RVing the USA

RV Lifestyle

My first RV was a 29′ Class C. Not wanting the expense involved with parking at different campsites overnight as I traveled with my family, we parked in Flying J or Walmart parking lots. Driving was easy enough, but it was just so darn hard to park.

Then I discovered how convenient it was to own a 19′ van style Class B, Roadtrek RV. I loved it. Such freedom. I could park it in any regular car parking space.

Buying older RVs, I was always afraid of the engine failing on me. So I sold them after a couple of years. Then I’d get the itch again and have to find a way to earn enough money to buy another RV.

I was always pretty good at starting up a business at the drop of a hat. So this time, I ran an ad in GroupOn and started teaching piano lessons. The money I earned from teaching piano, along with saving my social security checks added up. Within a year, I had accumulated enough money to start looking at some newer RVs that were for sale.

When my kids found out what I was up to though, they convinced me to get out there and try my hand at traveling the world. And so I did. However, I wanted to do it in such a way as to not deplete all the money I had saved for an RV when I returned. And I found a way.  I spent four very strategic months enjoying traveling to eight different countries by staying with host families.  

Upon my return in October of 2018, I spend that winter saving my social security checks once again to recoup the money I had spent overseas. By March of 2019 I had enough to purchase a beautiful 22 foot 2004 R-Vision Travel Lite 235s RV.

I considered purchasing another Class B van style RV or converting a van I could live in while on the road, but at the time I felt I wanted something a little bigger that could accommodate me taking family and friends along with me on some short vacations.

The accommodations for most of the overseas traveling I did was provided for me through the work exchange communities I belonged to.  How could something like that work for me now while traveling in an RV since I didn’t need to stay in someone else’s home?  

Where there’s a will, there’s a way!

Low and behold I came across a membership site called HarvestHosts.com and another one called boondockerswelcome.com. Through these community websites I found listings of property owners who had enough room to accommodate RV travelers. I was able to park my RV usually for a night or two with people willing to share their driveway, farmland, winery parking lots and even at golf courses.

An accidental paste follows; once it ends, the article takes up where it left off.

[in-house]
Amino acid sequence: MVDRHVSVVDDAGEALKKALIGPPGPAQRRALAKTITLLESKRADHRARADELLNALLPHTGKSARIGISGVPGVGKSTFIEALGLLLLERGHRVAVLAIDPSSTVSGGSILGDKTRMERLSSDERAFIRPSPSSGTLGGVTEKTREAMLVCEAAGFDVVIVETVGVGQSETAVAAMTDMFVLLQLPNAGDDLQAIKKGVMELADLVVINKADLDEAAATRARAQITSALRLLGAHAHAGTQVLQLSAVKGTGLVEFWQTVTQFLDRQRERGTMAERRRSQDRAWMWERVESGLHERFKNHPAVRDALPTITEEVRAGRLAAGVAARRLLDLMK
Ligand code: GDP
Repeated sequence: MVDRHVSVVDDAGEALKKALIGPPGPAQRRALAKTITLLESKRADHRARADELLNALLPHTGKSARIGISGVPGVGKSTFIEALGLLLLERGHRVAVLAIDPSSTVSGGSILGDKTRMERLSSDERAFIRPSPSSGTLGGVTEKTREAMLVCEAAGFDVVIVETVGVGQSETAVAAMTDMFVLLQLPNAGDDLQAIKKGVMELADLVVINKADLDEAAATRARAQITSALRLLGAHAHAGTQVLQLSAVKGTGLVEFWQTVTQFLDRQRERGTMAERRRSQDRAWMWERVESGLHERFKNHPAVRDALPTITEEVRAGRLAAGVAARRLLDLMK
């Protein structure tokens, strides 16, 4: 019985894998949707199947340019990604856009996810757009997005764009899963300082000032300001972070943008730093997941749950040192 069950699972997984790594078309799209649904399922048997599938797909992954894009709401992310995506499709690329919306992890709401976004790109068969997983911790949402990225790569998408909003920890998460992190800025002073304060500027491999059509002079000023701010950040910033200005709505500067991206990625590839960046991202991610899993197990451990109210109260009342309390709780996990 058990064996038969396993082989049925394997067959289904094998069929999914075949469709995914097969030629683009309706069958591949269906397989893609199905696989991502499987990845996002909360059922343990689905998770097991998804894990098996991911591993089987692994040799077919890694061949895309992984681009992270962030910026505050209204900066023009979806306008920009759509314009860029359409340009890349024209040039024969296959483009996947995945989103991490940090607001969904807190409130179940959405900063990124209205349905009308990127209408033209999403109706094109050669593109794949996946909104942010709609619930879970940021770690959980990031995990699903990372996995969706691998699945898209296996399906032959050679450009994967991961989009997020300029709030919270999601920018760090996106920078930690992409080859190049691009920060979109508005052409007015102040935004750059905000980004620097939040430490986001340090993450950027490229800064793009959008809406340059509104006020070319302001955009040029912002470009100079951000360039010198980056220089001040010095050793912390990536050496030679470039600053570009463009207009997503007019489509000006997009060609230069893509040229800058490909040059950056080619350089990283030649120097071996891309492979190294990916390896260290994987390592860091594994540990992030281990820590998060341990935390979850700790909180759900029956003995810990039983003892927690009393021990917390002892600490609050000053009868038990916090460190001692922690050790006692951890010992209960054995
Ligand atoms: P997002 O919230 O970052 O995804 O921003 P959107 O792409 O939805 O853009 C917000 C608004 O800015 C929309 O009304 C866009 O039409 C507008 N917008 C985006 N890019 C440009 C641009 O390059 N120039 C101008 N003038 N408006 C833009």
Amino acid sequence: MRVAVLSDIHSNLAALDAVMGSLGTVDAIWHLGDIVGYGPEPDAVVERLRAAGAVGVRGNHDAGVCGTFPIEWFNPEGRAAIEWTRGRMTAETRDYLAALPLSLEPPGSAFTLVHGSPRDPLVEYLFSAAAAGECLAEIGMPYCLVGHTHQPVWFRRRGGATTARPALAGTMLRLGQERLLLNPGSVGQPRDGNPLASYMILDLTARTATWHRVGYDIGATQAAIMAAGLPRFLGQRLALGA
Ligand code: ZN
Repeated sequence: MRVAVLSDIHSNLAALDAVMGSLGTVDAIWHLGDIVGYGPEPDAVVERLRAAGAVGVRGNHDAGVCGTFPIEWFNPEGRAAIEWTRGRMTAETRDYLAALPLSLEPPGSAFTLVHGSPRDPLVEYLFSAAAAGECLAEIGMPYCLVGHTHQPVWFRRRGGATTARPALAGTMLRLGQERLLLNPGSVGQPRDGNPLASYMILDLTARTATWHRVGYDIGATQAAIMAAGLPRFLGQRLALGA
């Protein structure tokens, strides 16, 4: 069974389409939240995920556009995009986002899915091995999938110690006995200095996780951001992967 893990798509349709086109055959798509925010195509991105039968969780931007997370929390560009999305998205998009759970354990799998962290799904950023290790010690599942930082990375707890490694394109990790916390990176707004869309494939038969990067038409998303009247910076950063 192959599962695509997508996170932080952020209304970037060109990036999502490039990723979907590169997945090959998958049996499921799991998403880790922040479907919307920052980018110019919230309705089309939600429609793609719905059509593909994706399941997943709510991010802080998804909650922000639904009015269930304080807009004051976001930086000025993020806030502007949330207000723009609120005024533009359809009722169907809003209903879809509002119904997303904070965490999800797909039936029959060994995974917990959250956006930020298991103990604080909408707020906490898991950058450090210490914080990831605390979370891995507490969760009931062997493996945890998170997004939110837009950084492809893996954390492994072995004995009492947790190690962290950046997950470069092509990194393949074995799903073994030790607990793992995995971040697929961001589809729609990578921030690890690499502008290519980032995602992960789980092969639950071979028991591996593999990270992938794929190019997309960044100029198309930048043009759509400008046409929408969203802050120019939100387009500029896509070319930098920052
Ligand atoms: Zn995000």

Aside from these great membership resources, I discovered websites and apps such as freecamping.net, OvernightRVparking, RV Parky, Campendium, FreeRoam.  

Travel Centers, such as Flying J, Pilot and Loves can always be found along most interstate highways. But not many Walmarts allow overnight parking anymore.  I think it has more to do with city ordinances than store policy. Stores like Cabela’s still usually allow overnight RV parking, some Lowe’s, Home Depot’s, Cracker Barrel and Costco’s too, but it’s always best to go in and ask their manager first as some city ordinances will not allow overnight parking.  

Most recently I have discovered FREE BLM land (Bureau of Land Management) where you can set up camp for up to 14 days at a time. There is also LTVA (Long Term Visitor Area) for a very nominal fee.  For me, unless there are other RVers nearby, I wouldn’t feel comfortable or safe boondocking on a piece of land in the wilderness by myself.  I’d rather stay at a first come, first serve campground in a National or State forest that offers free dry camping campsites surrounded by other campers. Joining traveling caravans are becoming a great option for me too. 

Being a senior, I purchased a National parks lifetime pass where I receive free park entry plus half off of camping fees at all National parks campgrounds, which are reasonable to begin with.  I haven’t yet done so but I believe the Passport America membership card gives you half off many RV parks.

I’m not opposed to staying at a campground. I just can’t do so every night because even $10 or $20 a night all adds up. Speaking of campgrounds, the option of becoming a camp host is appealing. Sometimes I think it would be nice to settle down for more than one or two nights in one location. It would certainly help stretch the amount of money I pay for fuel.